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Aerospace Engineering

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The pedagogical literature has consistently and repeatedly shown that active learning is more effective than passive learning in teaching students fundamental engineering concepts, yet the lecture persists as the primary method of classroom organization for the vast majority of professors. Even among those professors who have read the literature and are willing to change their teaching methods, a barrier to adoption of active learning strategies is the time and effort required to develop the classroom activities for a particular course. This paper describes a series of experiments that can be done in class with low-cost equipment in an introductory circuits course. In each class period, a brief lecture at the beginning of the course went over the relative circuit theory, such as Ohm’s Law and Kirchoff’s laws. Then the instructor worked out a numerical example for a given circuit. Finally the students are instructed to build a circuit corresponding the example problem and make the necessary measurements to verify the theory. The class was divided into teams of four students each, and each team was given an equipment pack during the first week of class. The equipment packs included a budget digital multimeter (DMM), a number of resistors, a capacitor, LED, hobby-size DC motor, 9V battery, and lead wires with alligator clips for connecting the components. Students were instructed to bring the equipment packs to class every day, and they were also given homework assignments that required the use of the equipment packs. Though some breakage will occur and batteries may be accidentally discharged, the equipment packs can be re-used from year to year. Once the initial investment has been made, further upgrades with additional components can also be done in subsequent years. This paper contains a complete list of experiments that can easily be implemented by other instructors, and is also suitable for use in “flipped” classrooms.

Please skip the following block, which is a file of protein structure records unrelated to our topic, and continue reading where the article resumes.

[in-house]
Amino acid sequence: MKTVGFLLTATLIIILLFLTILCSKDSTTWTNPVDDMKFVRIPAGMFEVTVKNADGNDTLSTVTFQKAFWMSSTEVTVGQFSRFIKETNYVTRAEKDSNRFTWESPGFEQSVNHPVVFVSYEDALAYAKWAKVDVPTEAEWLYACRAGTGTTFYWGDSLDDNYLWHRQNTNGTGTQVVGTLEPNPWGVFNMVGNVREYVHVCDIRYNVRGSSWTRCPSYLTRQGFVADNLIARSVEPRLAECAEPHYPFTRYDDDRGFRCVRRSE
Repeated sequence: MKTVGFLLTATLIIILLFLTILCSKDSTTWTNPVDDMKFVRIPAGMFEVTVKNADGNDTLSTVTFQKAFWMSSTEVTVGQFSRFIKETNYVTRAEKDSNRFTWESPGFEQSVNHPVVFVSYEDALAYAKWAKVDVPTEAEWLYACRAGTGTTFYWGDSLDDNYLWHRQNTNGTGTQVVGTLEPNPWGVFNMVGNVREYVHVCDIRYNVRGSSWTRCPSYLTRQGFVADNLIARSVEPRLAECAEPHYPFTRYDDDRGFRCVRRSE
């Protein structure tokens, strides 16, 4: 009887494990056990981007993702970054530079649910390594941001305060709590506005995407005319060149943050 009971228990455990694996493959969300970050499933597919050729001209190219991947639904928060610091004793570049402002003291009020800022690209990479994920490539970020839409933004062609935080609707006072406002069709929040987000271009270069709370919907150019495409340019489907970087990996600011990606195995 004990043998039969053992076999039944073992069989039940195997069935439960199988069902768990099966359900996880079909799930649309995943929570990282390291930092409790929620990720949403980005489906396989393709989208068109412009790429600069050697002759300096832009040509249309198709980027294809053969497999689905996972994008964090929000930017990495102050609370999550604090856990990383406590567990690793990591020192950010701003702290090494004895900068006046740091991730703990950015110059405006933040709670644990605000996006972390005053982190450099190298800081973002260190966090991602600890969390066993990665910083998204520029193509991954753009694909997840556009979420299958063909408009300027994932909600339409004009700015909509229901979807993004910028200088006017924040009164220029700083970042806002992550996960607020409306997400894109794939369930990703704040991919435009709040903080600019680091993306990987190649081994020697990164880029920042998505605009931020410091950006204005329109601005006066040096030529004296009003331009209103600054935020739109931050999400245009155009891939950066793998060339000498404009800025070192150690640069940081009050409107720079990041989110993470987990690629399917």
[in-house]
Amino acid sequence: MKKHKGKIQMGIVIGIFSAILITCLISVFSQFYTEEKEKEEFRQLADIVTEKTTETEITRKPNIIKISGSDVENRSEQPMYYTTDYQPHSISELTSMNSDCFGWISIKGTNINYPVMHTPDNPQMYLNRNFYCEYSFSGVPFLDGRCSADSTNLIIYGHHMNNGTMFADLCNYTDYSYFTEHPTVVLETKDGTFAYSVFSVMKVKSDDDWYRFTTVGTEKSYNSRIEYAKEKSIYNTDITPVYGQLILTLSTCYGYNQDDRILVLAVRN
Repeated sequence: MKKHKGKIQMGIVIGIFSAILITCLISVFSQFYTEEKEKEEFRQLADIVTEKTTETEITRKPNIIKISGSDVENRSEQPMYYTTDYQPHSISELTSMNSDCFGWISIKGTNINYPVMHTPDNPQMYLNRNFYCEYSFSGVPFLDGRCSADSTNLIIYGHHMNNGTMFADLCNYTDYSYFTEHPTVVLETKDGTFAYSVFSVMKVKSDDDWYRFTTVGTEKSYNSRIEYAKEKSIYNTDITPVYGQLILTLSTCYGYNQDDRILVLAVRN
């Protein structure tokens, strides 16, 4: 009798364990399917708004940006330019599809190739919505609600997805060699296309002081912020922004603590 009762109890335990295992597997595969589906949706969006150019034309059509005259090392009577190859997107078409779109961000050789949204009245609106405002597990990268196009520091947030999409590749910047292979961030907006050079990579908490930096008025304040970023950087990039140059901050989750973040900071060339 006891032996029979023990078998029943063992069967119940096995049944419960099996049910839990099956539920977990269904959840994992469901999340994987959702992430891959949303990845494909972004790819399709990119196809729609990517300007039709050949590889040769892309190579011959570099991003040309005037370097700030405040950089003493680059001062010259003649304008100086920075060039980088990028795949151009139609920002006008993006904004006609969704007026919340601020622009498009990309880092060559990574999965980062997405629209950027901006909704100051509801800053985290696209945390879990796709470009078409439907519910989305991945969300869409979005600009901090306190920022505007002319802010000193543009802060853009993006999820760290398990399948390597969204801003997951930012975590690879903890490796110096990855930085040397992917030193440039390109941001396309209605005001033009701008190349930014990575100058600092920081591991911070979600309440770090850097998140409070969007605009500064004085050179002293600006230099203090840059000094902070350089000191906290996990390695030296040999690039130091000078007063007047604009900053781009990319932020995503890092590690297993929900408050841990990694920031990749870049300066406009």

American Society for Engineering Education


Indianapolis, IN

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Dr. Scott was not affiliated with Embry-Riddle Aeronautical University at the time this paper was published.